Well, Confucius himself was pretty much a political failure. For example, there is a book by a female academic called Yu Dan, on the Analects of Confucius, that has sold over ten million copies

Well, Confucius himself was pretty much a political failure. It took about five hundred years for his ideas to become politically influential. He was advocating his ideas in the Spring and Autumn period when China was not yet unified and basically he roamed from state to state trying to persuade rulers of his political ideals and he wasn’t successful. His most influential interpreter was Mencius, one hundred years later. For example, there is a book by a female academic called Yu Dan, on the Analects of Confucius, that has sold over ten million copies. It’s bought not by intellectuals, but by average readers. And she is writing about Confucianism?

Confucius, Simon Leys. In this terse, nbrilliant translation, Simon Leys restores the human dimension to Confucius, who emerges a full-blooded character with a passion for politics and a devotion to the ideals of a civilization he saw in decline

Confucius, Simon Leys. In this terse, nbrilliant translation, Simon Leys restores the human dimension to Confucius, who emerges a full-blooded character with a passion for politics and a devotion to the ideals of a civilization he saw in decline. In all, this volulme provides readers a memorable introcution to a classic work. Notes; Pinyin/Wade-Giles Conversionsfor Chinese Names; Index.

Far-reaching in its influence, Lunyu was later translated into English under the title The Analects of Confucius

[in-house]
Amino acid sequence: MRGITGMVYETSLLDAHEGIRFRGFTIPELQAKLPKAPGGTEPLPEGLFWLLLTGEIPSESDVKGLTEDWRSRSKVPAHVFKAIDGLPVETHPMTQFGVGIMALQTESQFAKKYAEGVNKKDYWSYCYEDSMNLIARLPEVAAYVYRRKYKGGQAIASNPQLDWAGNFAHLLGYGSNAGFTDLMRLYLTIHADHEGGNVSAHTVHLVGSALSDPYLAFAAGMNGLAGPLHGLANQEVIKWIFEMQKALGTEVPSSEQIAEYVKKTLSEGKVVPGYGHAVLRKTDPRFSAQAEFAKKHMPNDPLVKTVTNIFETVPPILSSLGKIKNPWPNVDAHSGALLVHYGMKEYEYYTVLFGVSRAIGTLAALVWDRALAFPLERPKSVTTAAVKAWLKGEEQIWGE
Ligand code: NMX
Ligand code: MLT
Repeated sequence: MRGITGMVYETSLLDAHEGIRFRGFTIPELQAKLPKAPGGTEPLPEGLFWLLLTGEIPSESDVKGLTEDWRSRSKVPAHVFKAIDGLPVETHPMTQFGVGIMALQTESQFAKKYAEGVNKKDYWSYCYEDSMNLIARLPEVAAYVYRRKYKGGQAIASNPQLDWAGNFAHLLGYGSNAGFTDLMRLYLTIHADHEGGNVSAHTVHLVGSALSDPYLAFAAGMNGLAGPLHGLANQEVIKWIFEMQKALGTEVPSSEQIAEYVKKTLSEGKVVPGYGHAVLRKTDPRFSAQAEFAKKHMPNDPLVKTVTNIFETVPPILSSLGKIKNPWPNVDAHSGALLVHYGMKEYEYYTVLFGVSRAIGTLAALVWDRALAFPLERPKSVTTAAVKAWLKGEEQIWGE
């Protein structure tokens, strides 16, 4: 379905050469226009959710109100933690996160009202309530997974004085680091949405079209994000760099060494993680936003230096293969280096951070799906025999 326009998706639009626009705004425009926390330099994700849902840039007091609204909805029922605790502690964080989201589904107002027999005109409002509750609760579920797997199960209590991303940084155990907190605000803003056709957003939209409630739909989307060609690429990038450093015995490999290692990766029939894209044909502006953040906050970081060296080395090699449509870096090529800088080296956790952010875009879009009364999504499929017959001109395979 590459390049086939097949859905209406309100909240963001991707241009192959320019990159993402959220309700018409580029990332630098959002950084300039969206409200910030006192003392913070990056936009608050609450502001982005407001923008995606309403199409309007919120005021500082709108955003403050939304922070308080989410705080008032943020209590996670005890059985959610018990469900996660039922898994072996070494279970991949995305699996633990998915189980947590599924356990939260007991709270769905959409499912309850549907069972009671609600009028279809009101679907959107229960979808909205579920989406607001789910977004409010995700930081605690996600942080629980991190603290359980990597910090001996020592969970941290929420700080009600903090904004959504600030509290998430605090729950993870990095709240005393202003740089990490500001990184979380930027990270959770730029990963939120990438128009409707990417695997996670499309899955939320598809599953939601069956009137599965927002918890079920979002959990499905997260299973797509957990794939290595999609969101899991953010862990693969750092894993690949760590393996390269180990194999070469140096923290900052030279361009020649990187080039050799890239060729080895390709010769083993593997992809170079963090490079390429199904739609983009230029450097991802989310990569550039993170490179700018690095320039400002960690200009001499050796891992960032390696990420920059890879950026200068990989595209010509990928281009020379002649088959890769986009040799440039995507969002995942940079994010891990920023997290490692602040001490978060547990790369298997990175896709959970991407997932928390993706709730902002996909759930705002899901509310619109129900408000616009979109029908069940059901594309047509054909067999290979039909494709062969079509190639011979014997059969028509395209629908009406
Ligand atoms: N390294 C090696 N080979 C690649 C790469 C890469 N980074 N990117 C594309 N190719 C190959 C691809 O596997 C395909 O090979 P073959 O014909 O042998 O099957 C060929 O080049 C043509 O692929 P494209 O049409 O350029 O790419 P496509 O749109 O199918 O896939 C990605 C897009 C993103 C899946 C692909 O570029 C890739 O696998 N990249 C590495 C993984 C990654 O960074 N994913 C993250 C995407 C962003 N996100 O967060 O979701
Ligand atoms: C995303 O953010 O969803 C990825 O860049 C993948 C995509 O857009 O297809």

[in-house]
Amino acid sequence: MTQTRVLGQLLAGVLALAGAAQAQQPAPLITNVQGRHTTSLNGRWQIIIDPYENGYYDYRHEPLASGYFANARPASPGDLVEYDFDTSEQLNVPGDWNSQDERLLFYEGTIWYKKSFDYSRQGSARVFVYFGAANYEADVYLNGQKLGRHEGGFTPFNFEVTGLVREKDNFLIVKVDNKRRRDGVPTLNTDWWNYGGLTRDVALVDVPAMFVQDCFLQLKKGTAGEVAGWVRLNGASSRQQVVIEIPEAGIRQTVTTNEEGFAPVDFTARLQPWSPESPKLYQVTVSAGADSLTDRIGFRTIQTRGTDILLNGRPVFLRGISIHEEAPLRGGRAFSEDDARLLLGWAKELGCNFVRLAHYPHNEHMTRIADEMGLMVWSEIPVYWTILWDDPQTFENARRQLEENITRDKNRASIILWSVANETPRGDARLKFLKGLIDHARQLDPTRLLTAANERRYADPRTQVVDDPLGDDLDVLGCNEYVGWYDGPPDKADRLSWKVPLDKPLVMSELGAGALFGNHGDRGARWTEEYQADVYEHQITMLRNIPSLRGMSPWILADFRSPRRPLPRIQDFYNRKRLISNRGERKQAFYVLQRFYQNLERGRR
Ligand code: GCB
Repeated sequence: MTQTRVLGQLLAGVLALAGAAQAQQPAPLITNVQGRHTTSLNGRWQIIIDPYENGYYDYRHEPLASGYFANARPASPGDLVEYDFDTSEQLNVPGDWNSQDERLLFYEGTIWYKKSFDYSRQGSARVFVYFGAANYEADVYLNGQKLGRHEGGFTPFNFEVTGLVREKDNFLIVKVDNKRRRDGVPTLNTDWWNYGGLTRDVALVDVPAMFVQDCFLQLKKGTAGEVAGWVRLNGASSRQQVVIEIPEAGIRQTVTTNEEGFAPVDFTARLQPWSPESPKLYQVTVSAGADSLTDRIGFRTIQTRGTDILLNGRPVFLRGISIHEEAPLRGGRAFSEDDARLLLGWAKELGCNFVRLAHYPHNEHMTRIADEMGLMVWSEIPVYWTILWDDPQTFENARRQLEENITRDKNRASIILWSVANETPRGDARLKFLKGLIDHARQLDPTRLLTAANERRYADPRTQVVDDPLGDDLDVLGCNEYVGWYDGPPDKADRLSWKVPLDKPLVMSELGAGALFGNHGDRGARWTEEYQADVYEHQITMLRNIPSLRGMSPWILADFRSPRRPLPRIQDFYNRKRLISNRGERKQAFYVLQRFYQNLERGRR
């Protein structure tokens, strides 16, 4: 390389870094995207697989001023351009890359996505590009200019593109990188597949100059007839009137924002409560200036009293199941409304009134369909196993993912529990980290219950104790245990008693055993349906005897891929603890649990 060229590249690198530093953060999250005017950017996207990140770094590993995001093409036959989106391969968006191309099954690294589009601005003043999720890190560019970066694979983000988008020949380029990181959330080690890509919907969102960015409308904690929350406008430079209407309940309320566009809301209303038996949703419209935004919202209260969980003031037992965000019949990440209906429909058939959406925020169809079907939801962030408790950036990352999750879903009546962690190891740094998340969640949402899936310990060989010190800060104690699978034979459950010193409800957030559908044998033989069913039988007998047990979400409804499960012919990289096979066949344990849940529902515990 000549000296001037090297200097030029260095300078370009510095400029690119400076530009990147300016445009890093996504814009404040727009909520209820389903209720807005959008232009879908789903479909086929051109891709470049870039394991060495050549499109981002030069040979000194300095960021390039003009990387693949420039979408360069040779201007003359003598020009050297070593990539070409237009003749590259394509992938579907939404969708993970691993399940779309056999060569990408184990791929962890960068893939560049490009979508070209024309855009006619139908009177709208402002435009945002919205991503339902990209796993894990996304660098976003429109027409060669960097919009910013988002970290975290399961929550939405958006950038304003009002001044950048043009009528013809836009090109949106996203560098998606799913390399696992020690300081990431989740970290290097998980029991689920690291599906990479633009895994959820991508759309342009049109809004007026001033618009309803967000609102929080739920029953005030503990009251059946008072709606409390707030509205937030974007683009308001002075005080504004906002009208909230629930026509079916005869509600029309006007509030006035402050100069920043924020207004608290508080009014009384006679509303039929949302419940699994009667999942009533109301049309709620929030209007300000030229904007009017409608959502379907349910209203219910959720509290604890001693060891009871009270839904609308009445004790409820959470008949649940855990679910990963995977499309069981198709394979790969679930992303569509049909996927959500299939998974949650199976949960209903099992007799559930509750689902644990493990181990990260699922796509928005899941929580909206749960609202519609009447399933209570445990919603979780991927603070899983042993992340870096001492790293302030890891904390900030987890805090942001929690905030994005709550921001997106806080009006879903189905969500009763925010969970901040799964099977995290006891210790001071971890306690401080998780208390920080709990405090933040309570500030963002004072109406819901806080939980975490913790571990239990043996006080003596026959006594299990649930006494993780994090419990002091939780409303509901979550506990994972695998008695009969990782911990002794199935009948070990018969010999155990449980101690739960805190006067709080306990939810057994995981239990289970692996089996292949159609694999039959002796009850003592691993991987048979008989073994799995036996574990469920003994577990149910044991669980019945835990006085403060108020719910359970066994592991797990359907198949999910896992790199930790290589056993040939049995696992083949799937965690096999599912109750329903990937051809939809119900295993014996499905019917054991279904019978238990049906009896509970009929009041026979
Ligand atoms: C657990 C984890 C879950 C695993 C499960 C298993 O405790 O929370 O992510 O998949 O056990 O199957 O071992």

Analects of Confucius’. Lunyu, which sets forth Confucius’ philosophical and political beliefs, is thought to be compiled by his disciples. Far-reaching in its influence, Lunyu was later translated into English under the title The Analects of Confucius. Other books by Confucius include a rearrangement of the Book of Odes as well as a revision of the historical Book of Documents. When and Where Was Confucius Born?

Publishers of general interest books, undergraduate textbooks and . This is the Confucius translation for our time.

Publishers of general interest books, undergraduate textbooks and professional materials. Based in London, the British branch of the company handles sales, marketing and publicity in the United Kingdom, Europe, Africa, India and the Middle East. -Jonathan Mirsky, The Times. In this terse, brilliant translation, Simon Leys restores the human dimension to Confucius.

A translation of the "Analects" of Confucius, this text aims to bring to life the scholar whose ideals became the official credo of the great empire of China. About the Author: Simon Leys is the pseudonym of Pierre Ryckmans, a noted scholar and astringent observer of Chinese culture and politics.

"This is the Confucius translation for our time."―Jonathan Mirsky, The Times [London]

In this terse, brilliant translation, Simon Leys restores the human dimension to Confucius. He emerges a full-blooded character with a passion for politics and a devotion to the ideals of a civilization he saw in decline. Leys's notes draw Confucius into conversation with the great thinkers of the Western tradition. In all, this volume provides new readers the perfect introduction to a classic work.